Walmart Inc. came to dominate retailing through its mastery of logistics — the complicated choreography of getting goods from farm or factory to the consumer. But even the world’s biggest store doesn’t make money selling its wares online in the U.S., largely due to runaway shipping costs.
So Walmart is turning to robots.
On a drizzly morning earlier this month, Walmart’s U.S. chief Greg Foran led reporters to a curbside package pickup kiosk outside its supercenter in Rogers, Ark. Idling there were three Ford delivery vans outfitted with self-driving technology developed by a Gatik, a Silicon Valley startup charged with a trial run aimed at cutting Walmart’s middle-mile shipping costs in half. Going driverless in pursuit of profit is a “no-brainer,” Foran said.
As the buzz about human-carting robotaxis starts to short-circuit, an unheralded segment of the driverless future is taking shape and showing promise: goods-moving robovans. Rather than serving up hot pizza pies or deploying headless robots to carry groceries to the doorstep, robovans travel on fixed routes from warehouse to warehouse or to a smaller pickup point, transporting packages to get them closer, but not all the way, to consumers.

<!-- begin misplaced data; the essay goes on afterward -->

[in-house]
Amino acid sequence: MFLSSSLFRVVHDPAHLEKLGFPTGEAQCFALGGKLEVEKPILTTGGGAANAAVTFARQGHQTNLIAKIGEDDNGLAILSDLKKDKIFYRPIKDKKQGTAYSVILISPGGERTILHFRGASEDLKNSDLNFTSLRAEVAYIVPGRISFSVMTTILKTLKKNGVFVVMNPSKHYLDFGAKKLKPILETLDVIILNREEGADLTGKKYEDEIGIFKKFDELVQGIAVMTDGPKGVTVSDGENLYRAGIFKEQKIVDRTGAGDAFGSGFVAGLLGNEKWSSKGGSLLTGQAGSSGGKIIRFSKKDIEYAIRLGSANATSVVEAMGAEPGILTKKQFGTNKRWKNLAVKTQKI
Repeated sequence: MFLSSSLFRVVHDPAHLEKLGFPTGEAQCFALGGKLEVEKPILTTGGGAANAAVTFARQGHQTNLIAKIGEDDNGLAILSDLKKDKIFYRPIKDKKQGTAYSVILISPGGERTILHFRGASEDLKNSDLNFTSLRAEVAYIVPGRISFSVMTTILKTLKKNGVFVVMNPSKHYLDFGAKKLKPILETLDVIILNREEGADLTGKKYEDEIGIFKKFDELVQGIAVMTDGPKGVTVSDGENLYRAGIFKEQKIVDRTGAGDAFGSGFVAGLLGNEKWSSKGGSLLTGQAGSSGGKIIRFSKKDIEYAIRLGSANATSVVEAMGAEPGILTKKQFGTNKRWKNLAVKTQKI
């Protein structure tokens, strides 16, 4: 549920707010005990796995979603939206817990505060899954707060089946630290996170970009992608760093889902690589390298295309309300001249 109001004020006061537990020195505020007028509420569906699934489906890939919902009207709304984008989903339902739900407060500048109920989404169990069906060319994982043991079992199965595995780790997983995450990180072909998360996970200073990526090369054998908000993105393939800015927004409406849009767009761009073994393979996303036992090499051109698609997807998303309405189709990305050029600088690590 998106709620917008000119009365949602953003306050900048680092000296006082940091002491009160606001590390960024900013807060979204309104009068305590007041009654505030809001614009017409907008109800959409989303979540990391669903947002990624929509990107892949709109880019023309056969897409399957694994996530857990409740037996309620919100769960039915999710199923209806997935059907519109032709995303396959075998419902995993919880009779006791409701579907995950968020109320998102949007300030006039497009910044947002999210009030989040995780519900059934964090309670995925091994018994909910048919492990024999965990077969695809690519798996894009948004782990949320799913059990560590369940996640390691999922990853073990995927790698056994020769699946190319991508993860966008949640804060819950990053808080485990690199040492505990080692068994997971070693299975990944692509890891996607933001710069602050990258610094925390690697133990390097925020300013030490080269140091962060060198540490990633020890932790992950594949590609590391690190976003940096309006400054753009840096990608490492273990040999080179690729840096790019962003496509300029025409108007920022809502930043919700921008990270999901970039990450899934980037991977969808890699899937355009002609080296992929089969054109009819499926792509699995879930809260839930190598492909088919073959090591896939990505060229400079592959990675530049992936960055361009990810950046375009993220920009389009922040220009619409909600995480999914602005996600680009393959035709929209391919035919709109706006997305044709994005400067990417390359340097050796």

This may be the least glamorous part of the driverless delivery business, but the market for these monotonous “middle miles” could reach $1 trillion and may provide the fastest path to prosperity, analysts say.
“This area has the least number of obstacles and the most certain return on invested capital in the near term,” said Mike Ramsey, an analyst with consultant Gartner Inc. “If you’re looking to start a business where you can actually generate revenue, this has fewer barriers than the taxi market.”
Driving the demand is the boom in online shopping that has helped cause a severe shortage of truck drivers that tops 60,000 unfilled long-haul positions, according the American Trucking Associations. That has sent costs soaring for a job that is among the most dangerous due to the risk of wrecks and long periods spent on the road.
“This middle mile is the most expensive part of the whole supply chain; it’s a huge pain point,” said Gautam Narang, CEO of Gatik, which is attempting to automate Walmart’s “hub and spoke” warehouse system. “This fills a big gap in the market.”
From a technological standpoint, business-to-business delivery, or B2B, is the straightforward counterpoint to the complexities of autonomous ride-hailing and driverless delivery directly to consumers, known as business to consumer, B2C, or last mile. Robovans like those being put to the test at Walmart follow fixed routes over and over, reducing the chance of mishaps and increasing their time in service generating revenue. Many of these routes are already established using human drivers today, so there’s little need to map new paths and create infrastructure to load and receive the goods.